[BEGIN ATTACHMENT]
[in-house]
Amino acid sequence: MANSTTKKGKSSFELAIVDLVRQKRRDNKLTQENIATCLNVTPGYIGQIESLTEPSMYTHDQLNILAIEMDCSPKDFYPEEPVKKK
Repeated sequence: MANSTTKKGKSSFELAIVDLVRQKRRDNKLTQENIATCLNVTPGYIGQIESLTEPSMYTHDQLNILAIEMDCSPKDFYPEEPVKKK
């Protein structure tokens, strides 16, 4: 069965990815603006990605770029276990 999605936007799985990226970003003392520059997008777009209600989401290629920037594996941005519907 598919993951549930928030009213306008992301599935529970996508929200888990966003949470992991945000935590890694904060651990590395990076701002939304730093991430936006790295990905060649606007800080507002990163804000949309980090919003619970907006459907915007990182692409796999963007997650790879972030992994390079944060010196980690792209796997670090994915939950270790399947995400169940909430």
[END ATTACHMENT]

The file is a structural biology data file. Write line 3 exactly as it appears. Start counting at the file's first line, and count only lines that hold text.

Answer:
Repeated sequence: MANSTTKKGKSSFELAIVDLVRQKRRDNKLTQENIATCLNVTPGYIGQIESLTEPSMYTHDQLNILAIEMDCSPKDFYPEEPVKKK